When I see a movie in theaters, I will write the five things you need to know about it.
5 Things You Need to Know About…
1) As the recent 21st Century early calendar year movie release schedule has come to dictate, Liam Neeson, the sixty-one-year young modern movie action star, will star in a movie where his character gets to show a motley crew of brooding, ill-advised international bad guys, wolves, and unknown kidnappers his specific set of skills. For the bad guys nefarious, criminal aspirations this is the worst of news – one can expect beatings will be taken. For the audience of such films looking for a mindless and purely entertaining respite from awards season seriousness, Liam Neeson has come to deliver punch after punch. Non-Stop, a classically compelling (in a mid 90s In the Line of Fire/Air Force One kind of way) thriller featuring Neeson as an United States Air Marshal attempting to save every “character actor” soul on board of an increasingly dangerous transatlantic flight, is the best of these “Neeson saves the day” pictures since Taken and a most enjoyable, appreciatively plausible (my scornful eyes are squarely on you, Taken 2), “who done it” thinker of a ride.
2) Much of the success of Non-Stop is driven by its “Hitchcockian,” “everyone could be a suspect,” “Agatha Christie mystery-like” suspense. Plot twist after red herring reveal after bad guy profiling tropes keep you fumbling guesses of culpability until the climactic end. The screenplay team, led by John R. Williams, create a variety of potential guilty party narratives that all could work. Oftentimes the journeys on mystery thrillers can be fun, but once you get to the last chapter, the resolution comes out an unrealistic mess. Non-Stop manages to avoid these pitfalls by giving the audience a healthy dose of dramatic irony filled up by the unapologetic first person point of view of Neeson’s Bill Marks character. We never doubt his motivations (as many rowdy passengers, TSA agents, and F16 pilots do), freeing us to spend the movie suspect hunting alongside Neeson’s native 6’4” Belfast frame.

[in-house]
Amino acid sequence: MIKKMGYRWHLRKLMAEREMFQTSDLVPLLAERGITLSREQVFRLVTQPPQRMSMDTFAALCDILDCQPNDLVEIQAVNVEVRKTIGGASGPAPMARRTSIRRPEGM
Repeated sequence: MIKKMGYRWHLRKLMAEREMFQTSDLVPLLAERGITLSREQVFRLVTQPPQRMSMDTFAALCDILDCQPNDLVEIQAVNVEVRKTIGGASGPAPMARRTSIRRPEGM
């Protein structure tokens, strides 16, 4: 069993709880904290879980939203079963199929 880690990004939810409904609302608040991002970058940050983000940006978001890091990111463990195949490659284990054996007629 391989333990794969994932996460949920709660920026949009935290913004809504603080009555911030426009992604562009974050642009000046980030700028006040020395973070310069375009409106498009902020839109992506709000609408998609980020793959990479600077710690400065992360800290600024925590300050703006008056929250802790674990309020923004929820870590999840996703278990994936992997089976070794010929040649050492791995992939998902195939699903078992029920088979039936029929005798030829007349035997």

3) If you are going to spend an entire movie with a finite group of characters on a plane facing imminent danger, you best fill it, cockpit to coach, with some reliable talent. With Julianne Moore (aging, both in roles and in looks, so beautifully) and Corey Stoll (after two seasons, his performance is still the best thing about House of Cards) as passengers, Michelle Dockery (I promise, 2014 will be the year I finally indulge in Downton Abbey) and Academy Award winner (!!!!) Lupita Nyong’o as flight attendants, and Linus Roache (Thomas Wayne and Liam Neeson’s Batman Begins co-star) and Jason Butler Harner (a “that guy TV award” candidate) as pilots, your chances of making a successful movie are greatly enhanced.
4) Liam Neeson does not disappoint in Non-Stop (at this point, not that anyone would expect him to). This action star niche, third act of a career reinvention is just remarkable. Although he continues to carry the trustworthy gravitas of earlier performances like Oscar Schindler and Qui-Gon Jinn, seemingly each of his recent characters have an infectious “don’t mess with me, I have nothing to lose” abandon that has transformed him into the go-to (Neeson is now a United States citizen) symbol of the American Action Hero (as this week’s SNL cold open suggests, Mr. Putin). Neeson wears this distinction with a power, weight (his height only helps), and earned credibility that his predecessors (Stallone, Willis) may not have ever achieved. This obviously kind and generous (as every interview I have seen him do suggests) widower dad of two boys has become our real-life Superman. Be warned fictional bad guys everywhere – you don’t want to mess with a character played by Liam Neeson. (Even his late night talk show talking point wrath directed at New York Mayor Bill De Blasio’s proposed policies to destroy the horse and buggy industry gains traction through his action movie star cred. You want to see the stables? He’ll show you the stables.)
5) Non-Stop is a unabashedly fun, exhilarating, throwback movie thriller. You are taken on a suspenseful ride through turbulent twists and turns in which you can only trust two things: everyone is a suspect and you never want to mess with Liam Neeson’s specific set of skills.